The already corrupt Papacy reached perhaps its ultimate depths during the reign of Rodrigo Borgia, who was elected to the papacy in 1492 after the death of the generally unnoteworthy Innocent VIII, and who assumed the name Pope Alexander VI.
Borgia, a Spaniard, had been at the center of Vatican affairs for 30 years as a Cardinal.
Alexander VI was himself known as a corrupt pope bent on his family's political and material success, to an even greater extent than Sixtus IV had been.
It was no secret that Alexander VI's oldest son Cesare, was a murderer, and had killed many of his political opponents.
He was at ease in social situations, a skilled diplomat, demonstrated great skill as an administrator, and was an intelligent and beneficent patron of the arts.
He encouraged scholarly learning, and supported the theatre, an art form considered to be of ambiguous morality until that time.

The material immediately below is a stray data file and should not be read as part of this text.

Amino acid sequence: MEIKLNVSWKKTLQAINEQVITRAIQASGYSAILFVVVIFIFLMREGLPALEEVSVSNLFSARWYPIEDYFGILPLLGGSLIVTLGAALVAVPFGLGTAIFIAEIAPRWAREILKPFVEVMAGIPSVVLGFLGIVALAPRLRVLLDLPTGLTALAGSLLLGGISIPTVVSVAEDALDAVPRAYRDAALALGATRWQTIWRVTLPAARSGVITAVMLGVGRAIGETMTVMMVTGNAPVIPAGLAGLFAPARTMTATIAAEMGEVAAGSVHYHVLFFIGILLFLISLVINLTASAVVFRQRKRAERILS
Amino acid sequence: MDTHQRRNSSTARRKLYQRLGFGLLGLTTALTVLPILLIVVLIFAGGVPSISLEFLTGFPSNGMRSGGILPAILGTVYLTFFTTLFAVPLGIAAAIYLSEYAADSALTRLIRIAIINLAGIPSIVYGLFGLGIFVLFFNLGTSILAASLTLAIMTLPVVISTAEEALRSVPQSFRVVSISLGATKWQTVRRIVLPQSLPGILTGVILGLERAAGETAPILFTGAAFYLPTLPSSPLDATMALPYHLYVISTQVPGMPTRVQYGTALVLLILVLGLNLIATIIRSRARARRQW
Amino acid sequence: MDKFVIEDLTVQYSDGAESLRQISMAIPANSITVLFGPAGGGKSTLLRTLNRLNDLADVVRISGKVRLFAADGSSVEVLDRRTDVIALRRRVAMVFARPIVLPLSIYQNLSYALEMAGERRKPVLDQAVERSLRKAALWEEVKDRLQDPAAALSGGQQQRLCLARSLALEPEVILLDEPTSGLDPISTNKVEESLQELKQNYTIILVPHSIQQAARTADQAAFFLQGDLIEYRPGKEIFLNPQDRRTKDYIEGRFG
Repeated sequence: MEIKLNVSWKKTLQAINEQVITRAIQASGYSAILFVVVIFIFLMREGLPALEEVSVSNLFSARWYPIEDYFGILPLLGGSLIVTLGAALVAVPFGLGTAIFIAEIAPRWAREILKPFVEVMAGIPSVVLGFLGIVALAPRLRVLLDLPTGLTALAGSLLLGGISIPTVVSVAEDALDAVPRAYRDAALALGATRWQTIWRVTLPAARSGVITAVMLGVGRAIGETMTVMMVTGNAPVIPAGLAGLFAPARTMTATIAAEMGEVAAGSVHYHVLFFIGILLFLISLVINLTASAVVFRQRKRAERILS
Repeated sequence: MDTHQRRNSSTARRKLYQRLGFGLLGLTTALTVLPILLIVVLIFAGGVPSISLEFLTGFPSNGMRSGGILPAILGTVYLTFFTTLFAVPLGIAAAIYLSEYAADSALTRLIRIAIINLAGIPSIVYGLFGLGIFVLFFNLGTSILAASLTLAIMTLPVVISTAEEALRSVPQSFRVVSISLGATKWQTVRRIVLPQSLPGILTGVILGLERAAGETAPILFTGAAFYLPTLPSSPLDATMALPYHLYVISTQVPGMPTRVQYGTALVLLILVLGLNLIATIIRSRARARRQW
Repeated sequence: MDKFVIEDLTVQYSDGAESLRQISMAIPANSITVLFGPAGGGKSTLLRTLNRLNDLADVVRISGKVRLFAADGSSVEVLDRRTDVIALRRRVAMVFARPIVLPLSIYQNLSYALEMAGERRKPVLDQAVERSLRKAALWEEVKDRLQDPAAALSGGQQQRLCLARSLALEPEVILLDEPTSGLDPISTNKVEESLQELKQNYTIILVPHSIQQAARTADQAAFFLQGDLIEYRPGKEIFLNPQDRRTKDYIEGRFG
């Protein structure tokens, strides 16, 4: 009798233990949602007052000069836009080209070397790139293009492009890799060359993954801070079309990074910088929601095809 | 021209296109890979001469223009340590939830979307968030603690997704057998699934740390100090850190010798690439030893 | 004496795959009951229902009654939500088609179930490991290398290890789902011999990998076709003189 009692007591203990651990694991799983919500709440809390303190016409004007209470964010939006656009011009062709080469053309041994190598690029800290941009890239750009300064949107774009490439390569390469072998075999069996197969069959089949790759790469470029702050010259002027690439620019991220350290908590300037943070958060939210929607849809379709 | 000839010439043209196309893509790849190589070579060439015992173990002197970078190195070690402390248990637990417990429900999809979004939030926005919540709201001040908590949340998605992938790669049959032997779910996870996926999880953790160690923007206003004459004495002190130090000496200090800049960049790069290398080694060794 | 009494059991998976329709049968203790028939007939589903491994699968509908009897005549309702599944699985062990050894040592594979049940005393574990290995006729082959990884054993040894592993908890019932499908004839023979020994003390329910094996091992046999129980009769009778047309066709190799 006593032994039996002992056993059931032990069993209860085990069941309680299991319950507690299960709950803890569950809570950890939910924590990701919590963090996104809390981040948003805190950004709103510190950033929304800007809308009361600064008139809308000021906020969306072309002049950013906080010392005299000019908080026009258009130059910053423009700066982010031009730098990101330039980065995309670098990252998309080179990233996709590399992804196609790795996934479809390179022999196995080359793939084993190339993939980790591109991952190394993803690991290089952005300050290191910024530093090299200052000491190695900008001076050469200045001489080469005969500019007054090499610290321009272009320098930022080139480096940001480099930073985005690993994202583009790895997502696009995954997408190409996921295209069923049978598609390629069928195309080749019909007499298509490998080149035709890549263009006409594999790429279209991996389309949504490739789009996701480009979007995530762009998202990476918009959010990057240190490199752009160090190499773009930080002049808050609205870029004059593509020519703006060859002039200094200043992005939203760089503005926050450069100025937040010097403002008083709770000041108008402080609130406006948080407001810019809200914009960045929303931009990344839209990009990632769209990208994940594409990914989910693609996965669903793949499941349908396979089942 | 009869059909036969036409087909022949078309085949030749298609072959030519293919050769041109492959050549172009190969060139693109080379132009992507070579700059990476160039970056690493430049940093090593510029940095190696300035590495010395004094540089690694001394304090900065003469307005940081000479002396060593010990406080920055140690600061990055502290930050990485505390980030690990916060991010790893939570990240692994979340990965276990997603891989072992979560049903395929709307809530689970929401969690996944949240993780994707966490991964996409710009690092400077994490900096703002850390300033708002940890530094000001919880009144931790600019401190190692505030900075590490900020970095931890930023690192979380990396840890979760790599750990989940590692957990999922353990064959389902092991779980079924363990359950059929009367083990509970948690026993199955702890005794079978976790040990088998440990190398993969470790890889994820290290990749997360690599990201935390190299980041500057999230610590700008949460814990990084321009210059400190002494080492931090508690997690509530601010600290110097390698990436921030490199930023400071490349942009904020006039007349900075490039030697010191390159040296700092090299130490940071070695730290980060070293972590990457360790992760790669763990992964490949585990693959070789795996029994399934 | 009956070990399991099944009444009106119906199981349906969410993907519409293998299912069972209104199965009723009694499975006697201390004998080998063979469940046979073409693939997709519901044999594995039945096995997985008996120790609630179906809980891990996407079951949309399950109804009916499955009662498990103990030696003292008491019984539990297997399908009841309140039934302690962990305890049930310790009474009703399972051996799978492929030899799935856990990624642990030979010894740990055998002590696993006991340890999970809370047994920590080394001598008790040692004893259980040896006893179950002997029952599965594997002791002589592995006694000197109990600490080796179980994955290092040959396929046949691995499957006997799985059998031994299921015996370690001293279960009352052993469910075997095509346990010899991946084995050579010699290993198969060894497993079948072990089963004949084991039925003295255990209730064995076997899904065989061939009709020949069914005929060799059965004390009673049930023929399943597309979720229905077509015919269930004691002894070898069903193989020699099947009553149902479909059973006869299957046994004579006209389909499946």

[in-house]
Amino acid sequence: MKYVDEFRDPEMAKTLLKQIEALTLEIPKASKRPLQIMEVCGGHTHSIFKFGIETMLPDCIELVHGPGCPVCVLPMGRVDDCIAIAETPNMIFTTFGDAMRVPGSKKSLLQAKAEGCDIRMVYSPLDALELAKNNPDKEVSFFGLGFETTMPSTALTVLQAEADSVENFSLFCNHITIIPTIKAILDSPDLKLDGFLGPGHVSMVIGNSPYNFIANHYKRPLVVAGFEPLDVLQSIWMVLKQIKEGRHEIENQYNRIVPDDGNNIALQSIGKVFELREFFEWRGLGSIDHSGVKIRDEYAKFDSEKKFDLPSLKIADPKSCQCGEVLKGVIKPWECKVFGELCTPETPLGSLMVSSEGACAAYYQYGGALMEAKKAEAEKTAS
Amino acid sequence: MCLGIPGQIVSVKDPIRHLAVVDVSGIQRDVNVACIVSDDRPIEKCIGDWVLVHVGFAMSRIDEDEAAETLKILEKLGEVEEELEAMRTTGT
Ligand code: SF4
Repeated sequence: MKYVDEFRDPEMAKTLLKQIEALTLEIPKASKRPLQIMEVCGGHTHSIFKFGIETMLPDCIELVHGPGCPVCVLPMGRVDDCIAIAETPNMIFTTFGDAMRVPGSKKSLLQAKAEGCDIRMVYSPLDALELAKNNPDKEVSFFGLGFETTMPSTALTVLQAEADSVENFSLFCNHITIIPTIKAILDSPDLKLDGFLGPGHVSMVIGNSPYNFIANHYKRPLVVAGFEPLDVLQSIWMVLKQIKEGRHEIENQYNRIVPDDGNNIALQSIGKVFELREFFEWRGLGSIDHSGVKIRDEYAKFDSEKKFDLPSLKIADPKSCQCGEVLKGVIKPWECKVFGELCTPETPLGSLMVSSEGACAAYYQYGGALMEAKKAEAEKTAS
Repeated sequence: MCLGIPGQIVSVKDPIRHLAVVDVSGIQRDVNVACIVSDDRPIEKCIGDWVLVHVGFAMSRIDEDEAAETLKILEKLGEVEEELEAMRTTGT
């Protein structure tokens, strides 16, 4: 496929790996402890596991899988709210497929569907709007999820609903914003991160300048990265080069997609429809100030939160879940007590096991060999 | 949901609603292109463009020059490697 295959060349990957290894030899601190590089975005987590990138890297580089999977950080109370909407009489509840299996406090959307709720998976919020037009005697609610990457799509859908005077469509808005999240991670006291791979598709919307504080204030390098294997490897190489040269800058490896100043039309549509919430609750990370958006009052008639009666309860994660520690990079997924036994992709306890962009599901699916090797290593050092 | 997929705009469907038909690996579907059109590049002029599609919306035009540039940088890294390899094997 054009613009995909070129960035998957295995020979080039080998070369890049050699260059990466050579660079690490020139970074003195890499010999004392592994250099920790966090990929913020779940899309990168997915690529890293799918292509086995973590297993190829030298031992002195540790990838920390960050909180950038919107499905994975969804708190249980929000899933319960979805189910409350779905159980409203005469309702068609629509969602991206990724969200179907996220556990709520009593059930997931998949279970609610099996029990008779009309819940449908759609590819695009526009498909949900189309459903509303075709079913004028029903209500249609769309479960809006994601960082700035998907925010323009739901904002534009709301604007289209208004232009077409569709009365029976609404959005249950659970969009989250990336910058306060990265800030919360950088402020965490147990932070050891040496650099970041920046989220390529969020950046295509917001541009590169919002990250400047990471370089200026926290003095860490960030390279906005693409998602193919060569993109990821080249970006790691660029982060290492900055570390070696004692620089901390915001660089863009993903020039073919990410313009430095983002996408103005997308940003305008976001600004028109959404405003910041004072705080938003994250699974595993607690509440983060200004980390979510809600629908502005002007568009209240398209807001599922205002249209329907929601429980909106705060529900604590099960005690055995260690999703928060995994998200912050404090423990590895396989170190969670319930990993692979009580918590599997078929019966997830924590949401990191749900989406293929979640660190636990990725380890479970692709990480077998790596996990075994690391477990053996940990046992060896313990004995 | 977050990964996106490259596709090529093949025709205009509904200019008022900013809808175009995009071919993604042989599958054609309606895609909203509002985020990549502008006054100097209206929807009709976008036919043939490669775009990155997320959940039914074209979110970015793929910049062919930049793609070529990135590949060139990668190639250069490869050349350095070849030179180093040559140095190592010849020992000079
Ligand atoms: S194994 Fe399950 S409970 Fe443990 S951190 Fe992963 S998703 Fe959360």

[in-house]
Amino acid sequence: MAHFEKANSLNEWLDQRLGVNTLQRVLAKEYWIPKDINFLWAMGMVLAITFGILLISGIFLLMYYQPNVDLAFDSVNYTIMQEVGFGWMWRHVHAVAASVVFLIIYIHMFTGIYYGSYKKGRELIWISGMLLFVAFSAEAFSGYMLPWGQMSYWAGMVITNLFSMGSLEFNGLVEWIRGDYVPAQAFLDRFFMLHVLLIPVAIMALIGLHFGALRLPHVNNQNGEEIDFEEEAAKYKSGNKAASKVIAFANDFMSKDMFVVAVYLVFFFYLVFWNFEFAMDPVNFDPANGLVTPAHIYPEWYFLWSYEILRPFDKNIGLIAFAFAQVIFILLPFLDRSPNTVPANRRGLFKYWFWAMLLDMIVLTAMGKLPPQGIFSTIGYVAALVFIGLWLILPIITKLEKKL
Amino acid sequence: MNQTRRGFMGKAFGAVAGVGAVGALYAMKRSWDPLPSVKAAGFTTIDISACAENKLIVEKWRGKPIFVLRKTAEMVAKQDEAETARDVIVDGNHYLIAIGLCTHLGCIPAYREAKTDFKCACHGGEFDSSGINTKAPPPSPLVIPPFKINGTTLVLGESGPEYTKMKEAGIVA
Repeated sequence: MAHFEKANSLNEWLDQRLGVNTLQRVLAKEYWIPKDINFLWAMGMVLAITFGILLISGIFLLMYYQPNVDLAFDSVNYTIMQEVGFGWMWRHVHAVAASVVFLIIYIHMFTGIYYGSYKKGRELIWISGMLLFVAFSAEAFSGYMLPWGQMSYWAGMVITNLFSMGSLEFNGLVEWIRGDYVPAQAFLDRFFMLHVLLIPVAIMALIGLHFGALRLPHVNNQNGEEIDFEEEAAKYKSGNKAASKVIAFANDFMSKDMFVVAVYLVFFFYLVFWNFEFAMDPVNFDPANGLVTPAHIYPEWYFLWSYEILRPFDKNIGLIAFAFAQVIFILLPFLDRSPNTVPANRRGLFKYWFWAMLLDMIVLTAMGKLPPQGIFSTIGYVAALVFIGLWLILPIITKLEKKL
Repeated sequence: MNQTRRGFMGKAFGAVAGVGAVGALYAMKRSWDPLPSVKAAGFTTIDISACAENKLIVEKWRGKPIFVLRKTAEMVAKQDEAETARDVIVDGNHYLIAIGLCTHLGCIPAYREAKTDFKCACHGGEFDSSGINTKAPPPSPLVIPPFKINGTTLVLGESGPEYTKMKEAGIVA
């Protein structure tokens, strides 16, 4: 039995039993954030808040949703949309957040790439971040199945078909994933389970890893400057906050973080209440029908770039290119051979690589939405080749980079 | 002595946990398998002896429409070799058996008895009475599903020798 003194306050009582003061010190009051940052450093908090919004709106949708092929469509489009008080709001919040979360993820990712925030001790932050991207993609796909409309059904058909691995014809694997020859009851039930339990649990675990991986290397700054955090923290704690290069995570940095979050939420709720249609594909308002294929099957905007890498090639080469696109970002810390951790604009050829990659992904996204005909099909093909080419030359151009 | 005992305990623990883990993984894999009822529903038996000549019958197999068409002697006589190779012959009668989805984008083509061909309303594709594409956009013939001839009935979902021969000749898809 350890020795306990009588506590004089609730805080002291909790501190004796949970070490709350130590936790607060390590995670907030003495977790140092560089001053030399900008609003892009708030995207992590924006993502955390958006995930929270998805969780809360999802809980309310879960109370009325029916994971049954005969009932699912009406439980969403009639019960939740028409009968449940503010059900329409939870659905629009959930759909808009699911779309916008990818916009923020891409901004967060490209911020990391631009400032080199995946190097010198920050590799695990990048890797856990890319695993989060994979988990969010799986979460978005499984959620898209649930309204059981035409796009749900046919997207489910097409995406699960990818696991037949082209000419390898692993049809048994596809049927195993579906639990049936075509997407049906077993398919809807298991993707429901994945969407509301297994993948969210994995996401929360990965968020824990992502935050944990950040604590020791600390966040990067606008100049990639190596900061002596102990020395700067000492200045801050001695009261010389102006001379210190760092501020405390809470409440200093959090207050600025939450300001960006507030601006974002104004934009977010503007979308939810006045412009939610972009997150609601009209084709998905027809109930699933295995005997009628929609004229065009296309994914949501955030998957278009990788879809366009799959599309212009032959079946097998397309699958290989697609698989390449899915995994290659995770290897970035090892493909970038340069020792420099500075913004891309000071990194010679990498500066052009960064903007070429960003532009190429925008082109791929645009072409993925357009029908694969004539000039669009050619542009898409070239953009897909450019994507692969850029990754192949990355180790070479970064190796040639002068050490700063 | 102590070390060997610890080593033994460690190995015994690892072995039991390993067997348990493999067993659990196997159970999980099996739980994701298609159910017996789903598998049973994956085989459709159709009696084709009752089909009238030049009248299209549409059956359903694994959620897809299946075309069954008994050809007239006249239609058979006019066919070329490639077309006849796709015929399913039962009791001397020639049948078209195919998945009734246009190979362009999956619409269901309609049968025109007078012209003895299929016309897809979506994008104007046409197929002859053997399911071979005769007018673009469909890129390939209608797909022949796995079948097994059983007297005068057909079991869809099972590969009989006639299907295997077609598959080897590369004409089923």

Over the next few years, they defeated their enemies in Rome and chased the survivors to Greece, where they finished them off in two of the bloodiest battles in Roman history.
The killing over, the empire was theirs and they divided the spoils. There he fell under the spell of Cleopatra, Egypt’s beautiful queen.
Rome received its final push to renaissance glory from Pope Leo X, second son of Lorenzo de Medici.
He came to the papal throne in 1513, following Julius II.